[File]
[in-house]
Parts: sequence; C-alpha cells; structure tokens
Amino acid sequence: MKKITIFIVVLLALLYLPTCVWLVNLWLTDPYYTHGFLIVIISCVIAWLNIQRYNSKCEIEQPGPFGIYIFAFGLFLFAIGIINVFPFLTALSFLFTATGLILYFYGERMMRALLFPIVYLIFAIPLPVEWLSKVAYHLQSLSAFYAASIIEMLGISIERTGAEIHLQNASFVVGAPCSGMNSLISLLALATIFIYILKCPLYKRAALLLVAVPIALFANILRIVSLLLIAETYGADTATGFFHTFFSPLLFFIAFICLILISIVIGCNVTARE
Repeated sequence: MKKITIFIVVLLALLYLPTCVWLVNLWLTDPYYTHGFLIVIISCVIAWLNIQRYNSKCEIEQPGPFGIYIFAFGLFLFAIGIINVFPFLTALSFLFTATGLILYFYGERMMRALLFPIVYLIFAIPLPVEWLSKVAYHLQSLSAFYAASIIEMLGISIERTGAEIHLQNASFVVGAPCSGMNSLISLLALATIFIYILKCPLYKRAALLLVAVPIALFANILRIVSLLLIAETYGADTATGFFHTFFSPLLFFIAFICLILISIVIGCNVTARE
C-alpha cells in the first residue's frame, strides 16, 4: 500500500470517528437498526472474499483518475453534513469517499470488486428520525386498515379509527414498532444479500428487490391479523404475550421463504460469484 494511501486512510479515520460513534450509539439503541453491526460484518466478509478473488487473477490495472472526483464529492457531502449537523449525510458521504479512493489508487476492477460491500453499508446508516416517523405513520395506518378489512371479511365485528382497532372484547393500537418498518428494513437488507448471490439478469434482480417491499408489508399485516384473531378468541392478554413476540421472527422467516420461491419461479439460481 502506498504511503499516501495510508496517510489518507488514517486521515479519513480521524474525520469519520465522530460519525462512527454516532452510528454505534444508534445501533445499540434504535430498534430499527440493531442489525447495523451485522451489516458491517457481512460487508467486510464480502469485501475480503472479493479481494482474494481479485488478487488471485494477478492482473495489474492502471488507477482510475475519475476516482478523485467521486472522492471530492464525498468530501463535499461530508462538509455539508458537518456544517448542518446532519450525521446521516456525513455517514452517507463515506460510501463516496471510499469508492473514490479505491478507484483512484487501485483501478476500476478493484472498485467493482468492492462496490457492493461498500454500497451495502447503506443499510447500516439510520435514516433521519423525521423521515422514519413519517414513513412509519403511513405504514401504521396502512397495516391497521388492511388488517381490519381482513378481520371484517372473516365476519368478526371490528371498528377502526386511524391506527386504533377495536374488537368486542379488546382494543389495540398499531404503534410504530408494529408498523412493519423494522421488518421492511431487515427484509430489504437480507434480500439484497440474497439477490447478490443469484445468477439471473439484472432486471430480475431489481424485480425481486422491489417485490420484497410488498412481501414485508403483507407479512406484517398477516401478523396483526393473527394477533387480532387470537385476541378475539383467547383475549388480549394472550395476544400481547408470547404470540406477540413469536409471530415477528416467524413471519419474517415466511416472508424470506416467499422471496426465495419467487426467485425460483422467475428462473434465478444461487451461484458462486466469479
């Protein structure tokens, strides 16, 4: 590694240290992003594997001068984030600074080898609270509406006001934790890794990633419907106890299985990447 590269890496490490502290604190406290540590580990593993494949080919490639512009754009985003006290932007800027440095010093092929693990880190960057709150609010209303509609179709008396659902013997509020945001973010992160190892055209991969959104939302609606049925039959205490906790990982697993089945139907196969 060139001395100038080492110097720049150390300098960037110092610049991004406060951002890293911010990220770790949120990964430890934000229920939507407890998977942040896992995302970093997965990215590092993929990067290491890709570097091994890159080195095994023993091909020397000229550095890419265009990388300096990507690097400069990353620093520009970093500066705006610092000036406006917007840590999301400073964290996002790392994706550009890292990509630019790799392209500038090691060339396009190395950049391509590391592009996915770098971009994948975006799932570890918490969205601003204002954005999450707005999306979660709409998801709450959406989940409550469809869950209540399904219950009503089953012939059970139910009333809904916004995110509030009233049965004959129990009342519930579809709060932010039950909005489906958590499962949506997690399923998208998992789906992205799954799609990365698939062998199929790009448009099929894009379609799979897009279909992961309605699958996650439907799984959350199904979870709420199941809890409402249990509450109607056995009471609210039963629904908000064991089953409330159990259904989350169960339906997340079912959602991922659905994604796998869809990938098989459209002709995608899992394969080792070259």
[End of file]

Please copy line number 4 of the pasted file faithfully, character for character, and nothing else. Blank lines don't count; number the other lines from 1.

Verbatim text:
Repeated sequence: MKKITIFIVVLLALLYLPTCVWLVNLWLTDPYYTHGFLIVIISCVIAWLNIQRYNSKCEIEQPGPFGIYIFAFGLFLFAIGIINVFPFLTALSFLFTATGLILYFYGERMMRALLFPIVYLIFAIPLPVEWLSKVAYHLQSLSAFYAASIIEMLGISIERTGAEIHLQNASFVVGAPCSGMNSLISLLALATIFIYILKCPLYKRAALLLVAVPIALFANILRIVSLLLIAETYGADTATGFFHTFFSPLLFFIAFICLILISIVIGCNVTARE